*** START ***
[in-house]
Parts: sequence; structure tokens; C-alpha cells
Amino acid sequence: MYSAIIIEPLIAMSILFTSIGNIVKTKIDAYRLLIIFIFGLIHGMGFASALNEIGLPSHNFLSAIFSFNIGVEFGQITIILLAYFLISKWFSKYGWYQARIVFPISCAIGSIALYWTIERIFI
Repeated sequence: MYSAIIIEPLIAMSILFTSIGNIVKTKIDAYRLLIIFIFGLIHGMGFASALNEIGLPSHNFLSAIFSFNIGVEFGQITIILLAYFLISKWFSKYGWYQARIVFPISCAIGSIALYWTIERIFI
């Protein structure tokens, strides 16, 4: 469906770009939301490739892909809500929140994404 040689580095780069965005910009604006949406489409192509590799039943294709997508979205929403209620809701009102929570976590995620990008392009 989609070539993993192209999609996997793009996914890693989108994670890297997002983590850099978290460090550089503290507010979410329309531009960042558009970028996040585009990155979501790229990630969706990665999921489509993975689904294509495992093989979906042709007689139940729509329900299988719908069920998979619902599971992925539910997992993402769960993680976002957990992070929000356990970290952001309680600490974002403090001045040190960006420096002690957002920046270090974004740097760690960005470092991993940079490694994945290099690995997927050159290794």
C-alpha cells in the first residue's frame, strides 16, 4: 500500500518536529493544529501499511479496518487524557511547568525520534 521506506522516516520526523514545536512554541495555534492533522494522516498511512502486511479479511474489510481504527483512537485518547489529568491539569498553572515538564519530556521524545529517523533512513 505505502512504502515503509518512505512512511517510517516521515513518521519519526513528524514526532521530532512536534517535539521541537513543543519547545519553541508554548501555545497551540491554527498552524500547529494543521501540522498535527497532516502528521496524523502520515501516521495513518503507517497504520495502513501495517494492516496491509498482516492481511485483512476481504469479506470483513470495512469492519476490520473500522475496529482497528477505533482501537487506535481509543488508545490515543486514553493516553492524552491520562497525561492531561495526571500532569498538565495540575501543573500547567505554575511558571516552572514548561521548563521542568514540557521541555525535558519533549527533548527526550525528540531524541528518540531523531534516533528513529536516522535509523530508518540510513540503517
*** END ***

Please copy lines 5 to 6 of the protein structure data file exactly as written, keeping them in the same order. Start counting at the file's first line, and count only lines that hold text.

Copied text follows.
């Protein structure tokens, strides 16, 4: 469906770009939301490739892909809500929140994404 040689580095780069965005910009604006949406489409192509590799039943294709997508979205929403209620809701009102929570976590995620990008392009 989609070539993993192209999609996997793009996914890693989108994670890297997002983590850099978290460090550089503290507010979410329309531009960042558009970028996040585009990155979501790229990630969706990665999921489509993975689904294509495992093989979906042709007689139940729509329900299988719908069920998979619902599971992925539910997992993402769960993680976002957990992070929000356990970290952001309680600490974002403090001045040190960006420096002690957002920046270090974004740097760690960005470092991993940079490694994945290099690995997927050159290794």
C-alpha cells in the first residue's frame, strides 16, 4: 500500500518536529493544529501499511479496518487524557511547568525520534 521506506522516516520526523514545536512554541495555534492533522494522516498511512502486511479479511474489510481504527483512537485518547489529568491539569498553572515538564519530556521524545529517523533512513 505505502512504502515503509518512505512512511517510517516521515513518521519519526513528524514526532521530532512536534517535539521541537513543543519547545519553541508554548501555545497551540491554527498552524500547529494543521501540522498535527497532516502528521496524523502520515501516521495513518503507517497504520495502513501495517494492516496491509498482516492481511485483512476481504469479506470483513470495512469492519476490520473500522475496529482497528477505533482501537487506535481509543488508545490515543486514553493516553492524552491520562497525561492531561495526571500532569498538565495540575501543573500547567505554575511558571516552572514548561521548563521542568514540557521541555525535558519533549527533548527526550525528540531524541528518540531523531534516533528513529536516522535509523530508518540510513540503517